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Gigabit Broadband Coverage Reaches 80 Percent of UK Homes

Wednesday, Dec 6th, 2023 (10:43 am) - Score 3,760
Internet Download High Speed Concept Illustration. 1 Gbps in Focus. Global Broadband Networks Speed 3D.

The latest independent data has revealed that a shade over 80% of “homes” across the United Kingdom can now access a gigabit-capable broadband ISP connection (1000Mbps+), which is up from just over 72% at the end of last year. The figure drops to 60% when only looking at Fibre-to-the-Premises (FTTP) technology (up from 45%).

As usual, it’s necessary to point out that the figure for “gigabit-capable broadband” coverage is currently much higher than full fibre (FTTP) because it includes both the impact from FTTP builds and Virgin Media’s Hybrid Fibre Coax (cable / DOCSIS 3.1) networks. Both of which can deliver gigabit download speeds, and there’s a lot of overbuild between these two in urban areas.

NOTE: The coverage figures reflect the latest independent data on gigabit coverage from Thinkbroadband this week, which break down as Scotland (73.57%), Northern Ireland (94.28%), Wales (66.99%) and England (80.99%).

The vast majority of this rapid network expansion is currently still being dominated by commercial deployments from a large number of network operators, such as Openreach (BT), Virgin Media (O2 + Nexfibre), CityFibre, Netomnia, Hyperoptic, Gigaclear and many.. more (Summary of UK Full Fibre Builds).

The news also bodes well for the Government’s £5bn Project Gigabit broadband rollout scheme, which aims to extend 1Gbps download speeds to at least 85% of UK premises by the end of 2025, before hopefully achieving “nationwide” coverage (c. 99%) by around 2030 (here) – this project focuses upon the final 20% of hardest to reach premises (i.e. commercial builds are widely expected to handle the first 80%+).

Ofcom’s separate modelling currently predicts that UK gigabit broadband coverage will reach around 84% by May 2024, then 91% by May 2025 and 94% by May 2026 (here).

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Mark-Jackson
By Mark Jackson
Mark is a professional technology writer, IT consultant and computer engineer from Dorset (England), he also founded ISPreview in 1999 and enjoys analysing the latest telecoms and broadband developments. Find me on X (Twitter), Mastodon, Facebook and .
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Comments
18 Responses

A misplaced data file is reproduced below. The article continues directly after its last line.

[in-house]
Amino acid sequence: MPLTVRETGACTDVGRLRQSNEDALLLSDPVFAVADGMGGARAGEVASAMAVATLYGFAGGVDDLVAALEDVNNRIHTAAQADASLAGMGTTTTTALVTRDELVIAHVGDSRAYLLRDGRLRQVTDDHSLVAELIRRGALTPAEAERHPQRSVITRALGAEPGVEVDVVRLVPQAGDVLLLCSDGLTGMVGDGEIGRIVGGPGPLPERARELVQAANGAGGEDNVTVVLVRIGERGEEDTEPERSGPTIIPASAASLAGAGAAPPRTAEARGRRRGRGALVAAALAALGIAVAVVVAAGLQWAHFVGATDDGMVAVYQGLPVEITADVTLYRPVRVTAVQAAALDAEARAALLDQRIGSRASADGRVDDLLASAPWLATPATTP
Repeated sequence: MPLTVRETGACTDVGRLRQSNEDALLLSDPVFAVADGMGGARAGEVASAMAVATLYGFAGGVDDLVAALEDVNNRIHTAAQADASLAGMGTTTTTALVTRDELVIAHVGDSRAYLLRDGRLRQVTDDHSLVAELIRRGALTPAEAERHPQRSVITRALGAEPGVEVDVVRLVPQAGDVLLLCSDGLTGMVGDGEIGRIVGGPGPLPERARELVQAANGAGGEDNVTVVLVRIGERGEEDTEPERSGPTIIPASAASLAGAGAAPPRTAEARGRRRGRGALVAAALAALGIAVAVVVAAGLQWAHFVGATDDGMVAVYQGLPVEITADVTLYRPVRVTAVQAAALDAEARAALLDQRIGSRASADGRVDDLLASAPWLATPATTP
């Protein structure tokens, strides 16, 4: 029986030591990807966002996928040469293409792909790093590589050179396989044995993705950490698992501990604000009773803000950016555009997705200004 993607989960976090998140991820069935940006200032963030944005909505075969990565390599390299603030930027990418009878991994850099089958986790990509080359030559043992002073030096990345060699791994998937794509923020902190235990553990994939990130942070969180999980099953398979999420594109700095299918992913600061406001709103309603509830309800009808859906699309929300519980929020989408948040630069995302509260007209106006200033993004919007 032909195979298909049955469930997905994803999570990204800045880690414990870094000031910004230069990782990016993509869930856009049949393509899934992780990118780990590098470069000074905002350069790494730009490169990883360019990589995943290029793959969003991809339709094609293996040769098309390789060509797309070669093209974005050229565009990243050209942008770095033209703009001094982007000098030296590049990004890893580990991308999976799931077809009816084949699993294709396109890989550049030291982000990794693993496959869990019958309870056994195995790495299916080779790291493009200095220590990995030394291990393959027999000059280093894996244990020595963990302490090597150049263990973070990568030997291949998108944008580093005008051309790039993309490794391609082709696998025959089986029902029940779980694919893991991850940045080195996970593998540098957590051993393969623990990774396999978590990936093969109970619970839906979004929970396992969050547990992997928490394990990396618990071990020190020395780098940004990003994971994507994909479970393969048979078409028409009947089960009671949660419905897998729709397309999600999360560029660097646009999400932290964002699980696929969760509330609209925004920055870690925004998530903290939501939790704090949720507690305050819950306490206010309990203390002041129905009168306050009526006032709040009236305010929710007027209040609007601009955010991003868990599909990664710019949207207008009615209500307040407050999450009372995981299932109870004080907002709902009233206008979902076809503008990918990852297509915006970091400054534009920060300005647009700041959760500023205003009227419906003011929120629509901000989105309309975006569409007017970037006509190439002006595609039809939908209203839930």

1. Avatar photo Obi says:

    Great news, feels like the 85% availability is within sight. I think what will be interesting to see is the state of the industry in 2025, so many variables at play. If it’s in a bad state, I’d worry the £5bn may not go far enough.

    Wonder if there’s been any progress on the Superfast figure also.

  2. Avatar photo Sam says:

    Hopefully by 2026 I will have it.

    1. Avatar photo I love Starlink says:

      Same here. CF keep saying they are rolling out. Not sure how Virgin have never been able to do it.

    2. Avatar photo Anon says:

      In any area VM have always had the technical ability to extend the network, but if it costs over about £700 per individual property it’s not viable for them. Specifics vary between cost per property passed for area schemes, versus a budget for new connection costs on existing network, but if the budget isn’t enough they’ll never connect.

  3. Avatar photo Cheesemp says:

    It looks like thanks to Nexfibre I should finally be one of the stats in Feb/April next year. Lots of noise from Giganet and Trooli locally but Giganet are well behind schedule (was told October last year originally – no date now!) and Trooli just skipped the vaguely difficult streets and moved on. Nexfibre/VM on the other hand did the whole estate in about 3 weeks and look to complete the entire town in ~3 months.

    Its going to be an interesting year or two coming. I just can’t see the altnets competing giving the speed the big players can move when they feel like it. Hopefully there is less overbuild and more filling of gaps to come.

    1. Avatar photo Sonic says:

      Are there any ISPs apart from Virgin Media that are able to supply services on Nexfibre’s network? If it’s VM, are you stuck with their existing plans/pricing or do they have a different set of plans available?

    2. Avatar photo Sonic says:

      We might get lucky and get Giganet in the coming months as they are rolling out in our area (south Winchester). But given my luck…

    3. Avatar photo Roger_Gooner says:

      It’s early days for nexfibre’s network, but when it starts to get to the target of 5m premises passed by 2026 some ISPs will no doubt get signed up. In the meantime customers on this network can get up to Gig1 (no TV or landline yet) with VM.

  4. Avatar photo Kalamatee says:

    I’m sure it’s great for all the people living in cities.

    1. Avatar photo XGS says: